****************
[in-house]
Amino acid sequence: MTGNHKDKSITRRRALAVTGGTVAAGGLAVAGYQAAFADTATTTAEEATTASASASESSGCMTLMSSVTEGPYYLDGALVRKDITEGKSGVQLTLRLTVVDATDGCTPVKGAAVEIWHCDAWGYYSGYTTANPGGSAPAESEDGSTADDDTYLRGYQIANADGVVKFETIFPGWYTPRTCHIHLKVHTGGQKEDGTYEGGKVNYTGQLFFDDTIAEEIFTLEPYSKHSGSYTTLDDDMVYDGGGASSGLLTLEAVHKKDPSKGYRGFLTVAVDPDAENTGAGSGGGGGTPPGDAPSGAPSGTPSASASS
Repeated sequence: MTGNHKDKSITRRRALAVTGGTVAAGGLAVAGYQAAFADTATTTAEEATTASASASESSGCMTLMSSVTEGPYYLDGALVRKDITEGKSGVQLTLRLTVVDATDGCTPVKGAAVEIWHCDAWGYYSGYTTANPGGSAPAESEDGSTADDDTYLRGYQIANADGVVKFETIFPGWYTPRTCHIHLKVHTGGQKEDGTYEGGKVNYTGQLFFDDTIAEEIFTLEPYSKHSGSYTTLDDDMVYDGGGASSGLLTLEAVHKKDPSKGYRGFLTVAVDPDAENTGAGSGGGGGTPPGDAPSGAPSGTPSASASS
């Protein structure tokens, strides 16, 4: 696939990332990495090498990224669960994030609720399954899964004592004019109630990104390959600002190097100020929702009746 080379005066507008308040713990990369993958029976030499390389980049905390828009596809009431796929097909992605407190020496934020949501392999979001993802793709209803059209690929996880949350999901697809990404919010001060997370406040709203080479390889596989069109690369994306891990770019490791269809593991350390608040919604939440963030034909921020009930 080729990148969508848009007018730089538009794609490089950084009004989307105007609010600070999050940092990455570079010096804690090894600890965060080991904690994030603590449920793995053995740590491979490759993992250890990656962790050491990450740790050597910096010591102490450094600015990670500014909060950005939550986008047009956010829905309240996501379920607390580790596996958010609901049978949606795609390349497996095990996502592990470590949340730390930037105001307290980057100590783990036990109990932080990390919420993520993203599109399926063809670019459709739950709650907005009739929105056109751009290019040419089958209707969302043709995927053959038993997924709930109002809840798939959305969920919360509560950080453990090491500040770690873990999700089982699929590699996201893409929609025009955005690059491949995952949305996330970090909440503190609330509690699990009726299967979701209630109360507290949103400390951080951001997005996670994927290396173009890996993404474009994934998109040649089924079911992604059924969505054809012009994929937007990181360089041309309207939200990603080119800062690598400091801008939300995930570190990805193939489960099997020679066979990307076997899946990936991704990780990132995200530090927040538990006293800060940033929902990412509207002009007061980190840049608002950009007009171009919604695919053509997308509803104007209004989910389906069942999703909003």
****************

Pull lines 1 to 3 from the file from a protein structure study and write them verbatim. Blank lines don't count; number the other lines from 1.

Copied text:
[in-house]
Amino acid sequence: MTGNHKDKSITRRRALAVTGGTVAAGGLAVAGYQAAFADTATTTAEEATTASASASESSGCMTLMSSVTEGPYYLDGALVRKDITEGKSGVQLTLRLTVVDATDGCTPVKGAAVEIWHCDAWGYYSGYTTANPGGSAPAESEDGSTADDDTYLRGYQIANADGVVKFETIFPGWYTPRTCHIHLKVHTGGQKEDGTYEGGKVNYTGQLFFDDTIAEEIFTLEPYSKHSGSYTTLDDDMVYDGGGASSGLLTLEAVHKKDPSKGYRGFLTVAVDPDAENTGAGSGGGGGTPPGDAPSGAPSGTPSASASS
Repeated sequence: MTGNHKDKSITRRRALAVTGGTVAAGGLAVAGYQAAFADTATTTAEEATTASASASESSGCMTLMSSVTEGPYYLDGALVRKDITEGKSGVQLTLRLTVVDATDGCTPVKGAAVEIWHCDAWGYYSGYTTANPGGSAPAESEDGSTADDDTYLRGYQIANADGVVKFETIFPGWYTPRTCHIHLKVHTGGQKEDGTYEGGKVNYTGQLFFDDTIAEEIFTLEPYSKHSGSYTTLDDDMVYDGGGASSGLLTLEAVHKKDPSKGYRGFLTVAVDPDAENTGAGSGGGGGTPPGDAPSGAPSGTPSASASS